Yariv says that he grew up with two very different styles of cooking, both influenced by his grandmothers. One was Russian and one was Libyan and although both cooked a lot, he was heavily influenced by his Libyan grandmother’s food. It was the majority of the food that he grew up eating during his childhood so it was important to him to incorporate those pieces into the menu. Since Yariv had a clear idea of what he wanted the restaurant to be and what the New York crowd likes, he created the entire menu for The Picnic Basket, which he says he wrote down like a recipe book. And he focused the menu around sandwiches and salads because the “picnic sandwich” was their original source of inspiration. They wanted to create sandwiches that customers would feel like they or a loved one had made in their kitchen at home. That was handmade with love and consideration and the freshest ingredients, which led them to the name, The Picnic Basket, for their business. It also led to the design of their store, which they wanted to fill with picnic tables that unfortunately didn’t fit, but instead includes earthy hues of brown and green throughout and a wall that says “picnic” in a variety of languages to represent the ability of a picnic or a sandwich to transcend cultural differences. Now, as the business grows, Yariv says he’ll pull inspiration from other cuisines he tries or places he visits or is planning to visit. He likes to incorporate new flavors into the menu as much as possible but always keeps a focus on sourcing the freshest ingredients that the item requires to get the correct taste.
In addition to their focus on freshness, consistency is a key factor in the day to day operations at The Picnic Basket. Since their second location opened in 2010, Yariv says that he’s particularly hard on this because he wants a customer to be able to go into either location and have their items, especially the sandwiches, taste exactly the same. For Yariv, what’s most important is that the dressings on each sandwich are correct. He wants a customer to taste all of the ingredients in every bite so it matters how you put the dressing on and how much of the dressing you put on. The dressings are all about the taste and not having the correct amount can change the whole meal. Which is why all employees have to train at their flagship location so that Yariv and his team can teach them their system for putting the ingredients on a sandwich: dressing, vegetables, cheese, meat. The sandwich creation has to be done a certain way because it’s very important that the customer get the whole experience of their food, which can be thrown off if it’s made incorrectly. Yariv says that he can now sense if someone is a sandwich maker. When they come in to train, he has to watch how they hold the knife and cut the bread because the way they cut it shows him a lot. There’s a certain way that you cut the bread that you can do it in one slice and if you cut it the wrong way, you’re going slower. Since they’re making most of their orders between 12PM and 2PM when customers are on their lunch breaks, it’s important that the sandwiches are made well but also that they’re made quickly. Their food is made to order so when employees are making them on the spot, they have to be quick and efficient and even something as simple as the way they cut the bread can throw off their rhythm. However, he’s able to tell right away if someone has the skill and after they shadow an employee in the kitchen, they study the menu and then get asked questions on it. The goal is that when they’re fully trained, they can make any sandwich correctly from memory in just 45 seconds.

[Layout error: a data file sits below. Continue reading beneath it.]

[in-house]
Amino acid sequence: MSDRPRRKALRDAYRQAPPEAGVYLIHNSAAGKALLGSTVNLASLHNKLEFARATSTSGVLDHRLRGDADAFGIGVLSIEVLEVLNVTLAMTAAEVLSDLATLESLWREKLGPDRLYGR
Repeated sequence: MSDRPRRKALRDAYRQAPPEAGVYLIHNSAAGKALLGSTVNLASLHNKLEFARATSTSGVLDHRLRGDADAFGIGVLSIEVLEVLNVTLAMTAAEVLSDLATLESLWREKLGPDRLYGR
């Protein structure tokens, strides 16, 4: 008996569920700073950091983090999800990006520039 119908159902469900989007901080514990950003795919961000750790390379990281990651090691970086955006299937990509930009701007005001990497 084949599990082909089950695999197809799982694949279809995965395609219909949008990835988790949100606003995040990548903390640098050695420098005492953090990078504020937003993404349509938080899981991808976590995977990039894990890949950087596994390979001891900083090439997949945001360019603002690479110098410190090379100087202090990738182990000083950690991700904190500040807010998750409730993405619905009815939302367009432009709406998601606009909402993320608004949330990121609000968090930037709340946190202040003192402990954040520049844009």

Yariv’s philosophy for running a business has changed a lot over the years. He says his opinion right now is different than it was three years ago because there are a lot of different factors that have changed recently, including taxes, minimum wage, rent and competition of other businesses opening. But his advice for those looking to get into the food industry is to understand every part of the market and treat it as an equation. Think of the concept that you want to create and ask yourself how many people you can serve in a day and work backwards from there. Go through all of your financial expenses (rent, salaries, etc), estimate your cost, estimate your revenue based on the customers you’re serving and what they’ll pay for your food and work up from there. Right now he admits that the conditions are the hardest he’s seen since he opened his business but he believes that passion, no matter what, has to be a key part of your business and your reason for opening it. In his experience, if you’re passionate about what you do and you have a good product, customers will come. For Yariv, customer satisfaction is the most rewarding part of the business and the most important. He says that they get all kinds of feedback, both positive and negative, and he reads and responds to 99% of it because they help him learn, especially the bad reviews. But as long as he continues to create high-quality products with the freshest ingredients that bring others joy, he’s happy.